School will start next week on time and in person, but make sure students pack their masks.
Like previous school years, Tuesday will be the first day for first and sixth grade students as well as high school freshmen. Kindergarten students at Brothers and Paulina schools will also start school on Tuesday. All grades other than kindergarten will begin their school year on Wednesday â€“ kindergarten conferences are scheduled for Tuesday and Wednesday, with the first day of school for kindergartners planned for Monday, Sept. 13.
The school start and end times will again be staggered among the elementary schools. The school day for Barnes Butte Elementary will begin at 7:50 a.m. and end at 2:05 p.m. Crooked River Elementary's school day will take place between 8 a.m. and 2:15 p.m., and Steins Pillar Elementary School hours will be 8:10 a.m. to 2:25 p.m.
Crook County Middle School starts its school day at 9:10 a.m. and ends at 3:25 p.m., while Crook County High School's school day takes place from 9 a.m. to 3:45 p.m. School days at Pioneer High School will start at 9:10 a.m. and conclude at 3:40 p.m.
The school week at Brothers and Paulina schools will be Monday through Thursday, with Brothers School taking place from 8 a.m. to 3:30 p.m. Paulina School will start its school days at 7:55 a.m. and end at 3:30 p.m.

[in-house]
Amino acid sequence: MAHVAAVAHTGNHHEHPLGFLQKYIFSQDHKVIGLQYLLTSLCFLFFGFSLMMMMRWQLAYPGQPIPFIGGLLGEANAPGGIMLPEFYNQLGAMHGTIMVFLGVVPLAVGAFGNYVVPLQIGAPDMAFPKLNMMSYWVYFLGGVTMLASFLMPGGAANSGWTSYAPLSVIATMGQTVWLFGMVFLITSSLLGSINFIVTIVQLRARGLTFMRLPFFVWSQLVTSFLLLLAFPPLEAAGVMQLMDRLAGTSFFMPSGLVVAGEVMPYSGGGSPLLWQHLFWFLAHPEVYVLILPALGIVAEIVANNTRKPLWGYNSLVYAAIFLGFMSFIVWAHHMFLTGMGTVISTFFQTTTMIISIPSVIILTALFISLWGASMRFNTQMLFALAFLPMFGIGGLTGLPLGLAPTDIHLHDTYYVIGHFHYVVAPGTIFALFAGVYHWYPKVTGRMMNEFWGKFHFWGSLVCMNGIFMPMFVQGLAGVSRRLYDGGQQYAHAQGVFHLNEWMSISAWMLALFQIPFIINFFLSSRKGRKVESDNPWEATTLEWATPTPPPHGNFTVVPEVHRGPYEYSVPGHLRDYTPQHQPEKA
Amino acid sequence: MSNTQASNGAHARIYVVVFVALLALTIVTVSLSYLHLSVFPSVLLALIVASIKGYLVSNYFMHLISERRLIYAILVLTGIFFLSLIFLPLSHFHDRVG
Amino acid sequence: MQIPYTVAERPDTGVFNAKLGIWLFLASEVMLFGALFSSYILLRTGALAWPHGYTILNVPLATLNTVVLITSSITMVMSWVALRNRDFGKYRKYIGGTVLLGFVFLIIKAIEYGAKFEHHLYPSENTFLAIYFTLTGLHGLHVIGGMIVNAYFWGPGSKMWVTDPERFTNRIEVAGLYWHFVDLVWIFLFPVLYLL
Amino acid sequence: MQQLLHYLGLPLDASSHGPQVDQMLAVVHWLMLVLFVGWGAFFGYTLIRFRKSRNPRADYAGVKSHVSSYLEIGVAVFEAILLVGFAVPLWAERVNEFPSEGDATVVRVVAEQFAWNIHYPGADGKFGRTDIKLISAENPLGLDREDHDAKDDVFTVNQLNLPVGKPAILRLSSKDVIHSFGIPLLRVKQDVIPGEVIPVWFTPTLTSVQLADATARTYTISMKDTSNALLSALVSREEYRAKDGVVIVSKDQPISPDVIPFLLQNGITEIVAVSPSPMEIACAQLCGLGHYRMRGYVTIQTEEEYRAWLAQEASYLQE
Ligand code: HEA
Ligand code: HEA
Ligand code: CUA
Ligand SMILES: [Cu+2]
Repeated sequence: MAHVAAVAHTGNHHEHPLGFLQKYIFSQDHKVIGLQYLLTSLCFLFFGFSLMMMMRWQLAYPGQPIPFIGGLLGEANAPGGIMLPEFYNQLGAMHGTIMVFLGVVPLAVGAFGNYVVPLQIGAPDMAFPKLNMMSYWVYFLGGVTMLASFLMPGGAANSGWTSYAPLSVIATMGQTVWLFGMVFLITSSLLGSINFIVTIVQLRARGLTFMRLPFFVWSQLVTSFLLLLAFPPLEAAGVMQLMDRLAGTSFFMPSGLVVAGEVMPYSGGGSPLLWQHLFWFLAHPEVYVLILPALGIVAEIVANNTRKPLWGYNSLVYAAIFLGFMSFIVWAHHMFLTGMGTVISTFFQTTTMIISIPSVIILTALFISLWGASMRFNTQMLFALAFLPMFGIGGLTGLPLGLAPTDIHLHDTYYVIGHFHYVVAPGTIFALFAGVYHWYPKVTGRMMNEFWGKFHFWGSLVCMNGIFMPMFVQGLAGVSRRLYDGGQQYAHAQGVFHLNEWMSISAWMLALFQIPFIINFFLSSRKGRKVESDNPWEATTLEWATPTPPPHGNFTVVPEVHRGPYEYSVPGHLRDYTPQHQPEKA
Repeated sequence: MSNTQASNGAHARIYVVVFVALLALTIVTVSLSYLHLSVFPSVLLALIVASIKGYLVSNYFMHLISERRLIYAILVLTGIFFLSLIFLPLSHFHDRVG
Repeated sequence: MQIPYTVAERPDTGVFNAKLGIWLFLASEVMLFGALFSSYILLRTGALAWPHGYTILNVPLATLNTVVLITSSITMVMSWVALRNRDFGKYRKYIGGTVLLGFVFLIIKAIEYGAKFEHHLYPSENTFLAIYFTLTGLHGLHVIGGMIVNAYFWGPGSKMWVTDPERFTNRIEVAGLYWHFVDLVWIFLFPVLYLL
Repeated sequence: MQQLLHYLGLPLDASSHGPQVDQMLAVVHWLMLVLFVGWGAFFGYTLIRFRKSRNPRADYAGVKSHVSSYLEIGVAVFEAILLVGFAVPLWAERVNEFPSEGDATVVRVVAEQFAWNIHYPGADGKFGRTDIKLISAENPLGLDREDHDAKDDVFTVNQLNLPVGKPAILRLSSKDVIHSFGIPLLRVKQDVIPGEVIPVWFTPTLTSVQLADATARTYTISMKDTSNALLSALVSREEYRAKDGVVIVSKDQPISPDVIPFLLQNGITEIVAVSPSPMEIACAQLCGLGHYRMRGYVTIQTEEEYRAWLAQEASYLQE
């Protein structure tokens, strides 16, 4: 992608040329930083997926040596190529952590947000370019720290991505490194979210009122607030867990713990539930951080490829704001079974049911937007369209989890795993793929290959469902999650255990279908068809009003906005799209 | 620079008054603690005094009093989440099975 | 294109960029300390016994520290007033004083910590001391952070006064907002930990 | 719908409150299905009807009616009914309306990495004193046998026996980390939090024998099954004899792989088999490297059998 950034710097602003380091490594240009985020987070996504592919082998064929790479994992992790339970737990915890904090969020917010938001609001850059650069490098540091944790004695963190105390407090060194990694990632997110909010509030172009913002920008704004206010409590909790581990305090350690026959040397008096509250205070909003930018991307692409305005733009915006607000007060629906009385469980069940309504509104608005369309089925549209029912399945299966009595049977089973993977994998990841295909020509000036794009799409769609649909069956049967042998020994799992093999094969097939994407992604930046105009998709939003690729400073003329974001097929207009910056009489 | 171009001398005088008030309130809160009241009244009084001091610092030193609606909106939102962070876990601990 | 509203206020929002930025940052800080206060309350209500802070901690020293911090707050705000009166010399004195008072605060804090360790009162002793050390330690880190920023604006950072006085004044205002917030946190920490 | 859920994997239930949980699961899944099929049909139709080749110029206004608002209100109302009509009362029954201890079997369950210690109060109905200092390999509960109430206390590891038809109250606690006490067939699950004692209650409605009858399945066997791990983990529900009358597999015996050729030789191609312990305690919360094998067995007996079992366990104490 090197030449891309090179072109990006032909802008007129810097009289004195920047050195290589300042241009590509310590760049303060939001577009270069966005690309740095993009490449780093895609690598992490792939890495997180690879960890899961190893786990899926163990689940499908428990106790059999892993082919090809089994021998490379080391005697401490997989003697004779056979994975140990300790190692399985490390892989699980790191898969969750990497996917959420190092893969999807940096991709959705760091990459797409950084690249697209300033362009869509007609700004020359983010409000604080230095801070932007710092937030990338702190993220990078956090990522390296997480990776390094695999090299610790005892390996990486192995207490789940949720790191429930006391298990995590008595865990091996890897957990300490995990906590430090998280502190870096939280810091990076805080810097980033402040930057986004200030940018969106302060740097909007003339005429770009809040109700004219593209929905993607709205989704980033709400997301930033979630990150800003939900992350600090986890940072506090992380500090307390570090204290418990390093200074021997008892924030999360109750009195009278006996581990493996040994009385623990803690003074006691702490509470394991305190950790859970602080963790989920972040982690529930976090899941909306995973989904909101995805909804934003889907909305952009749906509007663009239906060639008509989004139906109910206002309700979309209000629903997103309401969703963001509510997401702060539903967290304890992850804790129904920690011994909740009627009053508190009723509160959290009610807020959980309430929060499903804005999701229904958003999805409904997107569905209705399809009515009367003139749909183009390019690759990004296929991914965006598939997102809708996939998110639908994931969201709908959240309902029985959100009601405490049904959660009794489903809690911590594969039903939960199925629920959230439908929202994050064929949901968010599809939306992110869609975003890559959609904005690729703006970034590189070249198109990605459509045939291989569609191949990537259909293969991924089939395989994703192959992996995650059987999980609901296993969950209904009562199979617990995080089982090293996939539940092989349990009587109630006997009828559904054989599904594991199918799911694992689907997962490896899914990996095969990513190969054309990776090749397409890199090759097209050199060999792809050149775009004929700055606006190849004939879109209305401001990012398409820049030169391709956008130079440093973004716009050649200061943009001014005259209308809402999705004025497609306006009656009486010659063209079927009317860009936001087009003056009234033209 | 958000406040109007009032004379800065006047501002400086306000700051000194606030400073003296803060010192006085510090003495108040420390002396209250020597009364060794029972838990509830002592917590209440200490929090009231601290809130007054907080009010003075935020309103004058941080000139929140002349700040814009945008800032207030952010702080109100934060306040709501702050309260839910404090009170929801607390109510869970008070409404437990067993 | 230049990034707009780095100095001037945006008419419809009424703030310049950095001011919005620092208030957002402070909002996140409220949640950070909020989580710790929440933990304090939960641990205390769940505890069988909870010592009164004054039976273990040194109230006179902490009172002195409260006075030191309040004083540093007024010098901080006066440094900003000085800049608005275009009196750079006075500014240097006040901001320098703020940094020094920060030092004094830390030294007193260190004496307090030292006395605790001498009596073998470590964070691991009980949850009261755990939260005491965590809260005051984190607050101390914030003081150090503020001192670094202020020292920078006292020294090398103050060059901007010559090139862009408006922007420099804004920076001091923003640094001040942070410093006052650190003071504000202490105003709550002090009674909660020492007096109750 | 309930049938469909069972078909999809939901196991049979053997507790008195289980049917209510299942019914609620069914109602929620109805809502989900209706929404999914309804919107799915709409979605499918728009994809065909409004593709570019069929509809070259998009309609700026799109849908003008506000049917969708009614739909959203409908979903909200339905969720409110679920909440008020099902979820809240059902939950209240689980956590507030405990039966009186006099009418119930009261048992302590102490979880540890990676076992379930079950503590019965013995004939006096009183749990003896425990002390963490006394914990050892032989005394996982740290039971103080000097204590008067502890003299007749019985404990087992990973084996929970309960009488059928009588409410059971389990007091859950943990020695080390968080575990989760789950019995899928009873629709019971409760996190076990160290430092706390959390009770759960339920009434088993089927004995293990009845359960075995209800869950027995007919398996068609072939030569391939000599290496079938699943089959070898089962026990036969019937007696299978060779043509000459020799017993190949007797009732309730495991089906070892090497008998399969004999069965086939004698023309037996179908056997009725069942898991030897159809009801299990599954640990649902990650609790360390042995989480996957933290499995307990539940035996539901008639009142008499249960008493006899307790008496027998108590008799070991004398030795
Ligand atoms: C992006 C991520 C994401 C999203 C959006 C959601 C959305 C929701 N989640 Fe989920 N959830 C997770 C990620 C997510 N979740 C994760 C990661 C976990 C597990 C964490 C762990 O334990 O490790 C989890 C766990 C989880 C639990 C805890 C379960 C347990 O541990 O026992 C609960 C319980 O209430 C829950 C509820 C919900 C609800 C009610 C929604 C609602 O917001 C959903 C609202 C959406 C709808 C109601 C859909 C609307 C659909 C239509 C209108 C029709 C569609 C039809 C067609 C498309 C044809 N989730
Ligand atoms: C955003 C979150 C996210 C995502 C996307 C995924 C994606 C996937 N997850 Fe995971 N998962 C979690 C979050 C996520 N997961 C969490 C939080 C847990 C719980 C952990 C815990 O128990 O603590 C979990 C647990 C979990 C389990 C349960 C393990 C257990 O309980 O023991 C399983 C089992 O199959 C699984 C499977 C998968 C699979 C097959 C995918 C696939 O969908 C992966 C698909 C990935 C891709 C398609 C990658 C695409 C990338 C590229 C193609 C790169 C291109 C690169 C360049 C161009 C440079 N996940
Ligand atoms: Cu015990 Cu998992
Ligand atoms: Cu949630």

Information on school supplies, meals and transportation was released last week and can be found at the Crook County School District website under the "Back to School" link.
Students can attend Crook County schools in person at the beginning of the school year, regardless of grade, which was not possible in 2020. However, they will be required to wear a mask, per state requirement.
"June brought good news from Gov. Kate Brown that local decision-making and control would return to schools and counties. Unfortunately, that has shifted due to a rise in COVID-19 cases because of the delta variant," said CCSD Superintendent Dr. Sara Johnson. "The governor's office, the justice department, the Oregon Department of Education and the Oregon Health Authority have made it clear that masks will be required for students and staff this school year."
Johnson said she has "spent hours advocating for local control, talking with Colt Gill from ODE, and working with the school board to find alternative solutions."
"Unfortunately, the state has pulled out all the stops to enforce masks, through increased penalties, fines and threats of criminal liability," she said.
Those penalties include up to a $126,749 fine per violation for "willful negligence" and a daily penalty of up to $2,600 for continued noncompliance. In addition, each separate school that violates the policy could be fined up to $500 per day. Licensed educators who fail to obey the mask mandate could face additional penalties, including revocation of professional licensing, and school board members and district leadership staff can face criminal liability. To enforce the mandate, OSHA will be making unannounced visits to monitor compliance.
Although Johnson and other educators had hoped to start the school year mask-free, she is eager to start another school year, one that will finally take place in person from day one.
"Despite the challenges of COVID-19, I'm optimistic about the upcoming school year," she said.
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